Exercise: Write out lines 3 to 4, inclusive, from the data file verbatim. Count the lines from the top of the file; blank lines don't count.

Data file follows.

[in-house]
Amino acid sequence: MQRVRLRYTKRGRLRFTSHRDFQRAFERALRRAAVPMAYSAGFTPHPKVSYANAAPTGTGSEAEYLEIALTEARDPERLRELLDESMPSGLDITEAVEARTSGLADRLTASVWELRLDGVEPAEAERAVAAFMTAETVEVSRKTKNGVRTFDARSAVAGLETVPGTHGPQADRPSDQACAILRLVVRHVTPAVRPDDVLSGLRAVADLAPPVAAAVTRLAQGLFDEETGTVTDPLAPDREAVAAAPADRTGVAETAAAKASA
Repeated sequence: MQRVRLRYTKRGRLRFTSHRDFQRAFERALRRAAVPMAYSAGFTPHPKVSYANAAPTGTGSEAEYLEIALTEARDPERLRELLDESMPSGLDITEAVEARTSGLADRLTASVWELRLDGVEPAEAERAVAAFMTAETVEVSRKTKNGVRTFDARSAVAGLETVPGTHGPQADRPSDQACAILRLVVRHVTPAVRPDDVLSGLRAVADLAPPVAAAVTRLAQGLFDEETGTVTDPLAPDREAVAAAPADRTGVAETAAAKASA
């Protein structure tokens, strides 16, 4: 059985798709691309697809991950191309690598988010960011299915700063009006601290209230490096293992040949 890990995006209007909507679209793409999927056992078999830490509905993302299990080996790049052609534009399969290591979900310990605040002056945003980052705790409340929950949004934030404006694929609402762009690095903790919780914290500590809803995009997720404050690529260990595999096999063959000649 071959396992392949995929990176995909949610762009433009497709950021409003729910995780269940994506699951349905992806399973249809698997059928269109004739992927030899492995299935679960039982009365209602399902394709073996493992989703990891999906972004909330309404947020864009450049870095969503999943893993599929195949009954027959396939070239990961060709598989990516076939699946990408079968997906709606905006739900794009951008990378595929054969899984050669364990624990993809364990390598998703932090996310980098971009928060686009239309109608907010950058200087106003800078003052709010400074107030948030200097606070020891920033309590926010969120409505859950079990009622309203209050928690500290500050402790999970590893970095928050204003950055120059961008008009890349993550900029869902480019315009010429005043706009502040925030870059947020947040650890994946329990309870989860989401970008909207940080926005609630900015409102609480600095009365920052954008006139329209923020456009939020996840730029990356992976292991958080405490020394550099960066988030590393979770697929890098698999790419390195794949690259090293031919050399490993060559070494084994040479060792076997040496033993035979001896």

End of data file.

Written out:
Repeated sequence: MQRVRLRYTKRGRLRFTSHRDFQRAFERALRRAAVPMAYSAGFTPHPKVSYANAAPTGTGSEAEYLEIALTEARDPERLRELLDESMPSGLDITEAVEARTSGLADRLTASVWELRLDGVEPAEAERAVAAFMTAETVEVSRKTKNGVRTFDARSAVAGLETVPGTHGPQADRPSDQACAILRLVVRHVTPAVRPDDVLSGLRAVADLAPPVAAAVTRLAQGLFDEETGTVTDPLAPDREAVAAAPADRTGVAETAAAKASA
């Protein structure tokens, strides 16, 4: 059985798709691309697809991950191309690598988010960011299915700063009006601290209230490096293992040949 890990995006209007909507679209793409999927056992078999830490509905993302299990080996790049052609534009399969290591979900310990605040002056945003980052705790409340929950949004934030404006694929609402762009690095903790919780914290500590809803995009997720404050690529260990595999096999063959000649 071959396992392949995929990176995909949610762009433009497709950021409003729910995780269940994506699951349905992806399973249809698997059928269109004739992927030899492995299935679960039982009365209602399902394709073996493992989703990891999906972004909330309404947020864009450049870095969503999943893993599929195949009954027959396939070239990961060709598989990516076939699946990408079968997906709606905006739900794009951008990378595929054969899984050669364990624990993809364990390598998703932090996310980098971009928060686009239309109608907010950058200087106003800078003052709010400074107030948030200097606070020891920033309590926010969120409505859950079990009622309203209050928690500290500050402790999970590893970095928050204003950055120059961008008009890349993550900029869902480019315009010429005043706009502040925030870059947020947040650890994946329990309870989860989401970008909207940080926005609630900015409102609480600095009365920052954008006139329209923020456009939020996840730029990356992976292991958080405490020394550099960066988030590393979770697929890098698999790419390195794949690259090293031919050399490993060559070494084994040479060792076997040496033993035979001896």